My intention was to halve them and bottle in syrup. So all excited I got the pan of water on to blanch and skin, and another of sugar syrup to which I was going to add a splash of brandy. Then I tried to get the stones out. Well, you have never seen such a mess. They were the type who won't give up their stones without a fight! Unfortunately, instead of bottling them whole, I tried to persevere and ended up with enough quarters for one litre bottle and the rest of the bits I intended to make into a compote to put over rice pudding, ice cream or yogurt. On the fortunate side, three had boogies in the centre which I would have been mortified about if I had opened the jar for a special occasion. Tried using a smaller pan to simmer the jar of quarters in brandy syrup, but turned the heat up too high when it went off the boil, to restart it, and the contents must have got too hot and the lid blew off! What a mess. I managed to save some fruit and added it to the compote fruit, which luckily I hadn't started as I was waiting for sugar. So we will have to wait and see how it turns out. I now have five jars of the stuff. You live and learn and what I learned is you can't cut corners or take your eye off the ball (or pan).

Poor Bella had an accident yesterday. The girls were playing ball. This usually means Bonnie gets the ball as Bella is not interested in catch, Bella takes the ball from Bonnie (who gives it to her, whereas we have a major tugging match to get it) then tries to get Bonnie to chase her by wafting it in front of her nose or putting it on the ground and picking it up before Bonnie can and running off with it. Bonnie will chase her for a while, but sensibly gives up when she gets hot. The disappointment on Bella's face is rather sad, she just wants to play. This time Dave picked it up and both dogs went for it, resulting in collision and Bella ending up with a couple of cuts on her nose. Bonnie completely ignored Bella's yell and her desire for the ball didn't waver, but Bella couldn't understand what happened and is now wary of games. She'll get over it, but no doubt she will not try to catch the ball for a while. Bless her, she is very subdued today, and has a swollen nose, she must have a headache!

We are now having major problems with insect bites. For a few reasons really. One is that we forget to spray before leaving the house. The house is relatively fly free, we have two electric socket thingies which take a pad of fly killer, a sticky strip, a Bella to catch them, and plenty of house centipedes which also keep the spiders down. W also have an electric zapper, but the dogs can't cope with the noise when a fly gets in there so we don't use it. In the bedroom we have a mozzie plug-in and screens at the windows....and more centipedes.Luckily they are harmless to us and the dogs.
We have found that a raw onion rubbed on the really vicious sings/bites calms them down, but what a pong! We have to go into the garden at the end of the day, not just to put the chooks away, but also to water and plant seedlings as it is too hot during the day. This seems to be when we are our most tasty.

The shower rooms continue to pong occasionally, but not nearly as badly as they were. You can control it by putting water into overflows, with a drop of our precious Zoflora added. It seems so much worse when they dry up.

On the up side, Dave has finished cutting the wood for winter. He is growing a bit of a six pack from all the physical work and has lost a lot of weight. We have ordered another half load of wood, just in case we have a bad winter, but this time we are getting it already chopped, and for less money than the last lot. You live and learn, and we have learned that we took down the wrong telephone number last time!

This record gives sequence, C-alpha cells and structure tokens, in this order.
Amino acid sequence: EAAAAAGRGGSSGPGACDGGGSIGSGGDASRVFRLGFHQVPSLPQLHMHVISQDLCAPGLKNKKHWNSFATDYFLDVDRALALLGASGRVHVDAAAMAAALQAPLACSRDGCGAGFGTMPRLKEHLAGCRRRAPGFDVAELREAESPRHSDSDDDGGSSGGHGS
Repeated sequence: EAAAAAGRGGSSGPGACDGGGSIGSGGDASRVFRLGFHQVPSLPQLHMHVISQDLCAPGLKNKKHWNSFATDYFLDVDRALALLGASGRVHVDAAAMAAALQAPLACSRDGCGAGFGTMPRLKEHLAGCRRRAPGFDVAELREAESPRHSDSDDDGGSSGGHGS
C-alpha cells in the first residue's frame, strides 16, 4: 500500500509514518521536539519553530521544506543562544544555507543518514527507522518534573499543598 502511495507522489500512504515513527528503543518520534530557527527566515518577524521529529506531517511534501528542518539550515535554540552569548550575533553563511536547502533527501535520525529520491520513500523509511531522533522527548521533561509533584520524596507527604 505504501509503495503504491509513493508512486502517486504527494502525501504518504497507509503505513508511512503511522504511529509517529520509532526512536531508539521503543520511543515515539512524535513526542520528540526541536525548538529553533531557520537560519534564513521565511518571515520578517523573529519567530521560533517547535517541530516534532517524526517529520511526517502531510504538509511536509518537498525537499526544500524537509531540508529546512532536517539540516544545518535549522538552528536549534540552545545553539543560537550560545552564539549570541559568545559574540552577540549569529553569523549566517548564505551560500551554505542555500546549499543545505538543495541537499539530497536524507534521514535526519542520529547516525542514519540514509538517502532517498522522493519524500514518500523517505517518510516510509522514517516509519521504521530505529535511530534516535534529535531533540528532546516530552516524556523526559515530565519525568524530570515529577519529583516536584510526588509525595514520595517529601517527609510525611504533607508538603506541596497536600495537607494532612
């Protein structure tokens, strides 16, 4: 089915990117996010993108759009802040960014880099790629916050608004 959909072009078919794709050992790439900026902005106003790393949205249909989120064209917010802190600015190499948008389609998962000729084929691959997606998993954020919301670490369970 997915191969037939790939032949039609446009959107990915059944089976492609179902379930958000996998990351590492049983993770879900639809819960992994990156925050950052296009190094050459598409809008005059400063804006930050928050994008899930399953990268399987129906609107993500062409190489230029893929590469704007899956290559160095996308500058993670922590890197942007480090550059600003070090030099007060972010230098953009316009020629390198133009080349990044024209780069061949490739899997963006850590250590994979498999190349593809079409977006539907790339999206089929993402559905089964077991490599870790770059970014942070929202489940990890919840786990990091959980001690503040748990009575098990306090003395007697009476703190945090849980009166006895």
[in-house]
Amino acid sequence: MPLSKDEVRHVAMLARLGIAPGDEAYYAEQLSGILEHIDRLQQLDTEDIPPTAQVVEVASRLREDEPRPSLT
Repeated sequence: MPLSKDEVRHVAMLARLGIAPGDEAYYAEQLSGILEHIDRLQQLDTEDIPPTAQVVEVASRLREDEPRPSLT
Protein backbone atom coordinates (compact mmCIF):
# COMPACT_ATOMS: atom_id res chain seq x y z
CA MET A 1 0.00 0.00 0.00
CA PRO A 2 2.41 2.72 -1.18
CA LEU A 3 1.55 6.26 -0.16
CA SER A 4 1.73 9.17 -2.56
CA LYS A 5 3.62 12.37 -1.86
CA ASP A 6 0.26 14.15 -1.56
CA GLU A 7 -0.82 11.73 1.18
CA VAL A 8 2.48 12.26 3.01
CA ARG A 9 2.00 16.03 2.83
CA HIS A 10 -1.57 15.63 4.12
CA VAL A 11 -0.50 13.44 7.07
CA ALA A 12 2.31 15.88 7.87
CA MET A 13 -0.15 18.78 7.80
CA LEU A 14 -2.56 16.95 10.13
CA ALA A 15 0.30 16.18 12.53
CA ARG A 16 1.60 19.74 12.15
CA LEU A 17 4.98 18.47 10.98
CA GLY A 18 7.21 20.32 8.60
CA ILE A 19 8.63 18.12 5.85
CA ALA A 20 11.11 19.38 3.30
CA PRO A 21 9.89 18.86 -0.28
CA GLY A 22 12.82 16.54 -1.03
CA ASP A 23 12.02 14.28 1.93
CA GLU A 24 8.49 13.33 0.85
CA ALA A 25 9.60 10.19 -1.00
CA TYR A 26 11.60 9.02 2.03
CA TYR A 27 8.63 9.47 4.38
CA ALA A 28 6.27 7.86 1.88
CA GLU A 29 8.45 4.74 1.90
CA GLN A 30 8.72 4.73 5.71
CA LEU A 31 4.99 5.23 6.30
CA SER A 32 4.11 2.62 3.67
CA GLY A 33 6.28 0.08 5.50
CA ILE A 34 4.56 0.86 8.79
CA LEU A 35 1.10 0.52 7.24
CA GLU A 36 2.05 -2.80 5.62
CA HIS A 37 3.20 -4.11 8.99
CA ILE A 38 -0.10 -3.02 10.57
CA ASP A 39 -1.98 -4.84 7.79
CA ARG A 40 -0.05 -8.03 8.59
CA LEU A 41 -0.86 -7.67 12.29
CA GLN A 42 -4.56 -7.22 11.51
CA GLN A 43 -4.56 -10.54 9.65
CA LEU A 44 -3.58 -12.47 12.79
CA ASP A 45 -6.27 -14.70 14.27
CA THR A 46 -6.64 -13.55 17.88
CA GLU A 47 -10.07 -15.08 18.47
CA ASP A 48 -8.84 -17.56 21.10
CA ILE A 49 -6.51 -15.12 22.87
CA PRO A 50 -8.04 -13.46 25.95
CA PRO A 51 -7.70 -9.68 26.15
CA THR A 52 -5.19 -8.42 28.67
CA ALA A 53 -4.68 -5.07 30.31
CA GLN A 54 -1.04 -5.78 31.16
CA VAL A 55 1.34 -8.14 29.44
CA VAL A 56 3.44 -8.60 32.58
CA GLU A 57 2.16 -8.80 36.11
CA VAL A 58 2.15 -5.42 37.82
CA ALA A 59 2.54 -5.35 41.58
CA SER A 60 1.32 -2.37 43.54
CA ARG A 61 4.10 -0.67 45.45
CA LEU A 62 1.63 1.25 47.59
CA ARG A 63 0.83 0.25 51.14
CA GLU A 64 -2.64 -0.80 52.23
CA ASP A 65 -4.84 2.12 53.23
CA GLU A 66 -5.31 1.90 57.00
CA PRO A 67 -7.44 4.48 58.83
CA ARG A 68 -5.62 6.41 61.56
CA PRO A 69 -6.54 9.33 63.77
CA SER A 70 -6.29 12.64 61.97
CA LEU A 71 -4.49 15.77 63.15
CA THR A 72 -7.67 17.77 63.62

Dave cleared a bit more ground ready for Kale and psb, which are coming on well despite the late start. The first sowing failed completely but we are hoping these will catch up. I transplanted the seedlings into their own modules last week, thinking they would have a couple of weeks to grow on before planting out, but the neighbours had other ideas! Trenches were dug and the tiny seedlings, with a small ball of compost carefully shaped around the root, were carefully handled into holes dug by Dave with a trowel. The trowel was so admired as a new and exciting tool that I dug out another, luckily new stainless steel one to give as a thank-you for helping. The tiny seedlings are now living under fleece or fine green netting to keep the sun off, but doing ok. I don't know who is going to eat all the purple sprouting broccoli if it does well though. I will eat it every day, but it can't be bottled so no good for lovely neighbours. They won't have seen it before either and I can imagine the puzzlement on their faces when they see that it only grows tiny flower heads but masses of them. And the kale is the Tuscan black stuff, so that should be interesting too.

The beans are coming along, with the climbing French beans growing three inch fine beans, something else they don't grow here.

 I think we can safely say our peas have failed. Most of the few plants which have survived five attempts at sowing are only a few inches high and have produced a pod of peas and decided their job is done. Next year we will take a completely different approach and grow them early, in pots, to a good size before planting out. No point trying now, the ground is very dry and dusty.
We are being bombarded with melons now. The big yellow ones are a bit floury for our taste, but the chickens love them. We have had a lovely water melon, but Bonnie took a dislike to it. We have a video of her giving it a good telling off. The chicken like the skins of those too, and tomatoes. It's a good way of making sure they get moisture.

 We had chilled tomato soup the other day. It was delicious. The huge tomatoes, weighing up to a pound at the moment, are so juicy and sweet all they need is a bit of garlic and onion, salt and pepper to make a very nice lunch.

Well, here's hoping Bella is soon back to her usual self, the flies leave us alone and the bottled goodies all keep well!